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Source: A News.com story from late last week.
What we heard: According to the News.com story, Microsoft designed the Xbox 360's compatibility with the phenomenally successful portable music player without the support or consent of the gadget's maker, Apple. Xbox digital-entertainment executive producer Jeff Henshaw is quoted in the article as saying that Microsoft approached Apple to make the two pieces of geek kit officially compatible, but Apple balked. "So we went in and built all of the support we could," Henshaw then said.
That limited support means that music ripped to an iPod off of a user's own CD will be 360-compatible, but songs purchased through Apple's iTunes software will not work on a 360 due to the software's antipiracy measures. But because the Xbox 360 isn't officially compatible with the iPod, what compatibility remains could potentially be removed with an iPod firmware update if Apple so chooses.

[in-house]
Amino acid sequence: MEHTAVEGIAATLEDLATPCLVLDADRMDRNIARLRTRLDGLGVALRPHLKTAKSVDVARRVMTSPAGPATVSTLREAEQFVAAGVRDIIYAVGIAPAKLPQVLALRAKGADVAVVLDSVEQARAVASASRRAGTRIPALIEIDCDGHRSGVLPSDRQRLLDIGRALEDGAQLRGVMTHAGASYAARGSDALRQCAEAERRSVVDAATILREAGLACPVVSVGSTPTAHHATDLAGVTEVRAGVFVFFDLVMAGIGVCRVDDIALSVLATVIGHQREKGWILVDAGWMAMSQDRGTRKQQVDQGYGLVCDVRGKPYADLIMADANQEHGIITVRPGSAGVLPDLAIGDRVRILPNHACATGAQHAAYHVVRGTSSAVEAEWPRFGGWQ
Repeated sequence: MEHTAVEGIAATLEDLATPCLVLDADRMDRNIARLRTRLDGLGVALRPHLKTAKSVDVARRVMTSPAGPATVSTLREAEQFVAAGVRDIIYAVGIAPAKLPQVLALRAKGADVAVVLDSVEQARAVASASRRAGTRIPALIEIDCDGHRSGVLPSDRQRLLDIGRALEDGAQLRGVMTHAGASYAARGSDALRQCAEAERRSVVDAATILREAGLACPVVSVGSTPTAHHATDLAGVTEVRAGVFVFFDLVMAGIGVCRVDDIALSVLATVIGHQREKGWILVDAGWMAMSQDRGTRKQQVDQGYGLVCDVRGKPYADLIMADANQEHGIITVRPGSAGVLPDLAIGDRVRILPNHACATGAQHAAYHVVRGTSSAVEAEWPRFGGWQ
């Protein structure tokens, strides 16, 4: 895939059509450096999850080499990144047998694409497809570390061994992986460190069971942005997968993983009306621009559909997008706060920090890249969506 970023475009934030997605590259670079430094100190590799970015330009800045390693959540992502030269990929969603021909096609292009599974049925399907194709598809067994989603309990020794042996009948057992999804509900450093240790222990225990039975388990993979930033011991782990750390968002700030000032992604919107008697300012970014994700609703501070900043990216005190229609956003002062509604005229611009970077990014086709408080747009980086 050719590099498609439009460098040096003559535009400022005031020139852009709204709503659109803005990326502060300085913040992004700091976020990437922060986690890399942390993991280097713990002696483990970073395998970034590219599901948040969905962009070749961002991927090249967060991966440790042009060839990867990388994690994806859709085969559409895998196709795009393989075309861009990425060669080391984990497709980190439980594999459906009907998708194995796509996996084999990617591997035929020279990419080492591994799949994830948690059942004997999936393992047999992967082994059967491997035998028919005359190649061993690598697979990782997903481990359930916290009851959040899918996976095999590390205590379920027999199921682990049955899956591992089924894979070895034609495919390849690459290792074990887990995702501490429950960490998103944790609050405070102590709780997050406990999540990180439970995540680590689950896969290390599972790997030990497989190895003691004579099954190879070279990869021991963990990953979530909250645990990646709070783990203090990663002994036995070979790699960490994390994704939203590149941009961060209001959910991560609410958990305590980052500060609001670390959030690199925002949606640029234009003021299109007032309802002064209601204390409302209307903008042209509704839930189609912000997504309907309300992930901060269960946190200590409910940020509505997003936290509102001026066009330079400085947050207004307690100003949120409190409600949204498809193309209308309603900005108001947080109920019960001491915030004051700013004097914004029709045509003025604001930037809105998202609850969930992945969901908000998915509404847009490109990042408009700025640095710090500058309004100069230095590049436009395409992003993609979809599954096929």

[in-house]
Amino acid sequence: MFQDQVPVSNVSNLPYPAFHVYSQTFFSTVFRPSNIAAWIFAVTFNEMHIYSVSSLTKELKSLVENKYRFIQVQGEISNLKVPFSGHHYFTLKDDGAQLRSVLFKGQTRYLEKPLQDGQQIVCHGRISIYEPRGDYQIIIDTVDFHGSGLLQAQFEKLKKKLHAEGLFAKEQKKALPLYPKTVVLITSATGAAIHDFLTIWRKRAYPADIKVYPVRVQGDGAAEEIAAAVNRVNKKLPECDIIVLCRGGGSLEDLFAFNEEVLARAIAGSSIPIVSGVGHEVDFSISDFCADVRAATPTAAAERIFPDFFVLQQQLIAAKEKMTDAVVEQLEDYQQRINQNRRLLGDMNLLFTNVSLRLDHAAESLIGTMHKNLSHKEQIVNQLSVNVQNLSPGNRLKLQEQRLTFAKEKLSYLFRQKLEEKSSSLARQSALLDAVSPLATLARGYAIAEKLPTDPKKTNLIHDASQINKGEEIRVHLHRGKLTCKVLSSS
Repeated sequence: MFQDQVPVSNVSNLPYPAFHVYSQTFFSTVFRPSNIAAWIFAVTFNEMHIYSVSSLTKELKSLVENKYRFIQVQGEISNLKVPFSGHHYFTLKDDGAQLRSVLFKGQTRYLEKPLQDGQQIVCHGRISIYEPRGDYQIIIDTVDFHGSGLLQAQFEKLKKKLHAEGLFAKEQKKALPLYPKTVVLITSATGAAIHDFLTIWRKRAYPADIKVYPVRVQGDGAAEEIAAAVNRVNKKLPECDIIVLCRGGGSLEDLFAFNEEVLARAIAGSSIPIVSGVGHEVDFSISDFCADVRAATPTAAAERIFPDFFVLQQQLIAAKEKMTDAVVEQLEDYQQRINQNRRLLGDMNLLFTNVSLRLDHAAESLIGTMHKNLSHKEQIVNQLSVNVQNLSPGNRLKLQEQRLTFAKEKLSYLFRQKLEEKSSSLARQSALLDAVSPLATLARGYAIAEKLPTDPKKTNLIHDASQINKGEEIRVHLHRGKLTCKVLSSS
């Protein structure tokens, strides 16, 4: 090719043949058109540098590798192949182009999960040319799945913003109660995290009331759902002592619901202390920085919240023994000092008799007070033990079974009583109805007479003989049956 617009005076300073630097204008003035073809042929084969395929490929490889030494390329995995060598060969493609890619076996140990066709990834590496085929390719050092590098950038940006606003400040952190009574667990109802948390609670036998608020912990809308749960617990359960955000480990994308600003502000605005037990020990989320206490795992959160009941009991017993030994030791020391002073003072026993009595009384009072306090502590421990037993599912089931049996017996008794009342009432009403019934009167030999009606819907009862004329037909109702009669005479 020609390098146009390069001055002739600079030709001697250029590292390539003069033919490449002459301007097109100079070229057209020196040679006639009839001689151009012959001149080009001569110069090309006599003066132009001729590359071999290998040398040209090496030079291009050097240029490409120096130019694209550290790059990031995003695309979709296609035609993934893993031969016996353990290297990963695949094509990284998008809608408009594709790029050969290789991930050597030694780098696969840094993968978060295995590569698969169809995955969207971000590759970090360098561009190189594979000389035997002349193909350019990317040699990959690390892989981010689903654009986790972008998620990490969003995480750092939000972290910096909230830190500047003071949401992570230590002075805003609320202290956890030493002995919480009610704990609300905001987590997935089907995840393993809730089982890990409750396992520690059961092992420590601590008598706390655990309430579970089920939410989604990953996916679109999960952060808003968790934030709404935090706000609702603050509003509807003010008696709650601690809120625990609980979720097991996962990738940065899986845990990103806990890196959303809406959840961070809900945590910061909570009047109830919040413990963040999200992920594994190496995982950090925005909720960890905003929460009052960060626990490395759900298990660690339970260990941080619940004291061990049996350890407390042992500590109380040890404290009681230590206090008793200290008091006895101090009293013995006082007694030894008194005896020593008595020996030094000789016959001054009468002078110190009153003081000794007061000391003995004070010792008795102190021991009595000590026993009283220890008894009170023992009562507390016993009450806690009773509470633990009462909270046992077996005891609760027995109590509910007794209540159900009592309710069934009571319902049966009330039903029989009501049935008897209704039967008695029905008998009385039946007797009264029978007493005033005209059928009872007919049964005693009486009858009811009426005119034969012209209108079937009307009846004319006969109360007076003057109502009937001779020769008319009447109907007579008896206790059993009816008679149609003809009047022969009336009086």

On the one hand, it seems petty to cut out the limited Xbox 360 compatibility that lets users move only music burned from their own CDs to the Xbox 360 (using the iPod essentially as a handy way to get it from point A to point B) when Apple doesn't have a direct stake in the console wars. On the other hand, seeing as how the company recently started charging royalties to companies who make accessories that use the iPod's dock connector, it would make sense to send the message that unofficial iPod compatibility is frowned upon, and can be undermined with a simple software update.